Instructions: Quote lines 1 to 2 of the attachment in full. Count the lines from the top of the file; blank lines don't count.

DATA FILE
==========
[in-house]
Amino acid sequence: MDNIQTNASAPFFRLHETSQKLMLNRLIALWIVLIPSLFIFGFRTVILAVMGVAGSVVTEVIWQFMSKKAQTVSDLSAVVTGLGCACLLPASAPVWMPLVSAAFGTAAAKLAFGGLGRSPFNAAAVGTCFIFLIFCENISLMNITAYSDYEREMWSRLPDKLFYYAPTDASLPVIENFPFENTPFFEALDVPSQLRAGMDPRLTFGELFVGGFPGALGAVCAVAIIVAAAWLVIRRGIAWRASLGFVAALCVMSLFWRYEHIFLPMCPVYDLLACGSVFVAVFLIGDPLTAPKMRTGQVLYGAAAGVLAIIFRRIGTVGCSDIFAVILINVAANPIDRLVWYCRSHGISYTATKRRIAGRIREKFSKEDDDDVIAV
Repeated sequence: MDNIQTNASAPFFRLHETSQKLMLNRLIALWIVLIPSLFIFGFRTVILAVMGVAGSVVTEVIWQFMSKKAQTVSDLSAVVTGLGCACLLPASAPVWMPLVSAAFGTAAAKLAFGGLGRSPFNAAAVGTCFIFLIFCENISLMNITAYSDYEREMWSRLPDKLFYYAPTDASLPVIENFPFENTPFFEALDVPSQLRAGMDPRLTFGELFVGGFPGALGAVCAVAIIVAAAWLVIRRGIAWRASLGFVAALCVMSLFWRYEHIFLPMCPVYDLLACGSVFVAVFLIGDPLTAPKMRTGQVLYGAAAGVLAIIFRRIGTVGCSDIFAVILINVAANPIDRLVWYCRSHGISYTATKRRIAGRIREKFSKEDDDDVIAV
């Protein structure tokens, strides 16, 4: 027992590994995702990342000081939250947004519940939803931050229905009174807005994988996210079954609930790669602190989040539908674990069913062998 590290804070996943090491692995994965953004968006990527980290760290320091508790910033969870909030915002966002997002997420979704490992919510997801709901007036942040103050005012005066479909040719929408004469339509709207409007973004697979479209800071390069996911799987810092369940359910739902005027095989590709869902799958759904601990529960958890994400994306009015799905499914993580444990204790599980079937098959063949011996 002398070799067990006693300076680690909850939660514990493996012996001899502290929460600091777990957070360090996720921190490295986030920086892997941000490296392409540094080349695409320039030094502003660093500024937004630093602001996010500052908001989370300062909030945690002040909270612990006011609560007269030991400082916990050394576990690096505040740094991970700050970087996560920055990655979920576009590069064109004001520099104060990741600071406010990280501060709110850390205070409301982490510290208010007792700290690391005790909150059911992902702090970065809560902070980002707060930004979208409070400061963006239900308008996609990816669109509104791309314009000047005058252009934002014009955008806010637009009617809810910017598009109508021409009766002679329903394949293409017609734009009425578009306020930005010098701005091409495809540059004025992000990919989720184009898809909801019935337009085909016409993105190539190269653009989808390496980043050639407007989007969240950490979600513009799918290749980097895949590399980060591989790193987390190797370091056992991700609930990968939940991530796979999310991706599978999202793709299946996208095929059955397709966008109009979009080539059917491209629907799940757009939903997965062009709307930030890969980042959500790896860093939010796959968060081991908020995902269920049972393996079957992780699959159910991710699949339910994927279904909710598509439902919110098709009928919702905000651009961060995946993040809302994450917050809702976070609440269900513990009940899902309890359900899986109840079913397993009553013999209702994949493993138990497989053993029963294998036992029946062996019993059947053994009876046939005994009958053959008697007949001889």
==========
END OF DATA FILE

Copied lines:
[in-house]
Amino acid sequence: MDNIQTNASAPFFRLHETSQKLMLNRLIALWIVLIPSLFIFGFRTVILAVMGVAGSVVTEVIWQFMSKKAQTVSDLSAVVTGLGCACLLPASAPVWMPLVSAAFGTAAAKLAFGGLGRSPFNAAAVGTCFIFLIFCENISLMNITAYSDYEREMWSRLPDKLFYYAPTDASLPVIENFPFENTPFFEALDVPSQLRAGMDPRLTFGELFVGGFPGALGAVCAVAIIVAAAWLVIRRGIAWRASLGFVAALCVMSLFWRYEHIFLPMCPVYDLLACGSVFVAVFLIGDPLTAPKMRTGQVLYGAAAGVLAIIFRRIGTVGCSDIFAVILINVAANPIDRLVWYCRSHGISYTATKRRIAGRIREKFSKEDDDDVIAV